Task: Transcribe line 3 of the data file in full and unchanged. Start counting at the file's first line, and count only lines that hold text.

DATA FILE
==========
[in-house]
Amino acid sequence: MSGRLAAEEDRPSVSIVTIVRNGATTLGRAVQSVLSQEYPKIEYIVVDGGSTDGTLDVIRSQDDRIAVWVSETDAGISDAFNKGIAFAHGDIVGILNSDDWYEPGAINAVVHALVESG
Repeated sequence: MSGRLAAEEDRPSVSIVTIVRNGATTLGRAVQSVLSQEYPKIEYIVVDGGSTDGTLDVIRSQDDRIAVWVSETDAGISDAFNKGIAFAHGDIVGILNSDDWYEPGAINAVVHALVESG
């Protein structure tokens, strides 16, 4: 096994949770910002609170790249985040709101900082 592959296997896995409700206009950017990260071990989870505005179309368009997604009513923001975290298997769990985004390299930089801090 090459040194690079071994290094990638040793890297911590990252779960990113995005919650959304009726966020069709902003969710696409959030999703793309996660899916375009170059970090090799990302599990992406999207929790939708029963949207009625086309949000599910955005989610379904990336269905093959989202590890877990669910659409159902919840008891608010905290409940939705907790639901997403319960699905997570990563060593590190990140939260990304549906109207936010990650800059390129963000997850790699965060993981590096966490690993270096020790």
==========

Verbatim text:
Repeated sequence: MSGRLAAEEDRPSVSIVTIVRNGATTLGRAVQSVLSQEYPKIEYIVVDGGSTDGTLDVIRSQDDRIAVWVSETDAGISDAFNKGIAFAHGDIVGILNSDDWYEPGAINAVVHALVESG